Scalable Algae Microfarms Linked By Remote Sensing and Operating Systems
More interest in smaller, scalable business models is emerging. Evolving from projects in developing world villages, algaepreneurs in France have been growing spirulina algae in small outdoor greenhouses. Along with outdoor pond systems, much algae R&D is focusing on bioreactors designed to grow more challenging algae under more controlled conditions. Automated smart technology combined with modular growing systems may soon make it feasible to successfully deploy algae microfarms and photobioreactors anywhere in the world without onsite expert personnel.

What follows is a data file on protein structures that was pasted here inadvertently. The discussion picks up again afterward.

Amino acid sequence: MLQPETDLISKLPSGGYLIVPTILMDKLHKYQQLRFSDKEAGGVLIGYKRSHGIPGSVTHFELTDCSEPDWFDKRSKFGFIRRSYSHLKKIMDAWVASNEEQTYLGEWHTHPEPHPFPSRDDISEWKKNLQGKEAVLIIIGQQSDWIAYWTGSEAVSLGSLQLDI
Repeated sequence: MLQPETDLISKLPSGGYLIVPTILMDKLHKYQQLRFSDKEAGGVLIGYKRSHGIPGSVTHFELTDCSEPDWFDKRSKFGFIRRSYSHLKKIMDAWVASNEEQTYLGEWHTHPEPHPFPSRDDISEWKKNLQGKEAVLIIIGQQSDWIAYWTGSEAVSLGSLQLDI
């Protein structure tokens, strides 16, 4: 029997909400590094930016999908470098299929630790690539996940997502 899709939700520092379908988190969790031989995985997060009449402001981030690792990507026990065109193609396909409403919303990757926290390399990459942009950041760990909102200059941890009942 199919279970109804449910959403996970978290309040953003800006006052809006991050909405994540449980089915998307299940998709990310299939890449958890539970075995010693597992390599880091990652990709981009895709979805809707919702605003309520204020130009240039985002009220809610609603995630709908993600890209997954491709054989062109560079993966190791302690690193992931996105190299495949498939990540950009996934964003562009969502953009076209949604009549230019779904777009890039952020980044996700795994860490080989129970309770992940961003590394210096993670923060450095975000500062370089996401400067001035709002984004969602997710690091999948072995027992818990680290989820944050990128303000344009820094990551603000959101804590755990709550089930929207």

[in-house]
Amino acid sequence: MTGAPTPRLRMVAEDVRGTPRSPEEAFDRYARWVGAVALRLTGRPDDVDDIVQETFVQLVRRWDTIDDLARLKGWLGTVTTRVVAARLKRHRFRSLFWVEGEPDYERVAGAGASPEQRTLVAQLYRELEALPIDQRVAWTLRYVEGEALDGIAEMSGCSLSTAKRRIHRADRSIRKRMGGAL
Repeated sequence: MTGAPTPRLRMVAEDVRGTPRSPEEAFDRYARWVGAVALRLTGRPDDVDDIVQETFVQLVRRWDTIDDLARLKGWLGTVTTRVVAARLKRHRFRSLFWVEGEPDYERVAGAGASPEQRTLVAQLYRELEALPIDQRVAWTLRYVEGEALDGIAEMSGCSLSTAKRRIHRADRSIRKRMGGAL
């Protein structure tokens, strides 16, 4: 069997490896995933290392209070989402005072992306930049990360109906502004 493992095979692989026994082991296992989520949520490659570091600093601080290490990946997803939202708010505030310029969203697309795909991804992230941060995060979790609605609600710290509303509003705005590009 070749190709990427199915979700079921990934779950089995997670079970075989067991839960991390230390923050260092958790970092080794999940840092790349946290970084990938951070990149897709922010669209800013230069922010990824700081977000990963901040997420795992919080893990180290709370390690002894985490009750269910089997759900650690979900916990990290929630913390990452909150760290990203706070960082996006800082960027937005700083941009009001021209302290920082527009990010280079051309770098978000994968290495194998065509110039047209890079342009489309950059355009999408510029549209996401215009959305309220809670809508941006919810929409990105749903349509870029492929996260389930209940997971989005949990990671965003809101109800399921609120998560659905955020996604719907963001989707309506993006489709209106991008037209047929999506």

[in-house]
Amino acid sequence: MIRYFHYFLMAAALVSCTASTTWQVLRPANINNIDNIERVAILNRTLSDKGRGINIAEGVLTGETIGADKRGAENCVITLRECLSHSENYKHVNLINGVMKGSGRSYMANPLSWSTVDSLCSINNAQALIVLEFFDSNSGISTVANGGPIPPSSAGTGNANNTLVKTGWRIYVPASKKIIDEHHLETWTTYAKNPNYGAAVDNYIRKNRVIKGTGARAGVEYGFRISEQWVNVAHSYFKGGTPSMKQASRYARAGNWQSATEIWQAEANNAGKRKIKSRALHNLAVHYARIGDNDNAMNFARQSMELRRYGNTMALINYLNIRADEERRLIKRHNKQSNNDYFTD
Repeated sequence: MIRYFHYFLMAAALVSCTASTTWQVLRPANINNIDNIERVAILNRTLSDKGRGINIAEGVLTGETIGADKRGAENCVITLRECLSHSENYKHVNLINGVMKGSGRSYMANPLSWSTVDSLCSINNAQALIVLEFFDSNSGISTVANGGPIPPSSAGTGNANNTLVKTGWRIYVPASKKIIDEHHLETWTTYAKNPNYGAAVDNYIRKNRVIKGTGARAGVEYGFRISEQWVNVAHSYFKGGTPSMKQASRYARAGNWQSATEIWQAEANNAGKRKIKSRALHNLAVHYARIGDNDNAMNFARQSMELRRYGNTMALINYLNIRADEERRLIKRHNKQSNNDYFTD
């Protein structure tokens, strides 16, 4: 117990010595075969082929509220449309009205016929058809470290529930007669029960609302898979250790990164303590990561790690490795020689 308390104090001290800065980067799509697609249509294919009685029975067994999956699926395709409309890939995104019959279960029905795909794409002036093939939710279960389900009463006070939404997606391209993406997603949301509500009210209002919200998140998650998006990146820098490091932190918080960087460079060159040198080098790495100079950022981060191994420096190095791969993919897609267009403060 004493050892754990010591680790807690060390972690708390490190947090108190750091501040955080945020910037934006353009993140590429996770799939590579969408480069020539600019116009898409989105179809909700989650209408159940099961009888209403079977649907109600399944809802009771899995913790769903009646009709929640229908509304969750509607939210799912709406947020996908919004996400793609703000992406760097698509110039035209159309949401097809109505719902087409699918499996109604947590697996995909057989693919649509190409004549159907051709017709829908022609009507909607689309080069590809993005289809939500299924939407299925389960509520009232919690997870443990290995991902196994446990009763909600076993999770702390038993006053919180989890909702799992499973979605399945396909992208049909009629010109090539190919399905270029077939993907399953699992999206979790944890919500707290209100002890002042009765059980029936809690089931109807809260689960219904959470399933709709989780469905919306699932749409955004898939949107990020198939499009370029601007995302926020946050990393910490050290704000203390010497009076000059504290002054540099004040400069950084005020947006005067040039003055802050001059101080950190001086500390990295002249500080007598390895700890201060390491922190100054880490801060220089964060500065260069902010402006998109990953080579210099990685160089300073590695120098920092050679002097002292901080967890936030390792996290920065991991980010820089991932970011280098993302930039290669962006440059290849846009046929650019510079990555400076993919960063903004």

Over the past 30 years, worldwide algae companies have produced high value food and feed products, supplements and nutraceuticals. More recently, well-funded ventures are attempting to develop commercial biofuels. These will require huge investments to achieve necessary economies of scale. Large scale business models require algae experts and PhDs on location, with expensive staffing and sophisticated infrastructure.
Many experts envision huge centralized algae farms producing food and energy on a vast scale. But others see networks of smaller farms. Ecological communities can combine algae and aquaponics with organic gardens. Local food production avoids costs of transportation fuels and multi-level distribution along the value chain in the current food system. A higher portion of the value of locally grown food is returned to the grower, encouraging local food producers, creating greater income equality and local self-sufficiency for a more just and stable society.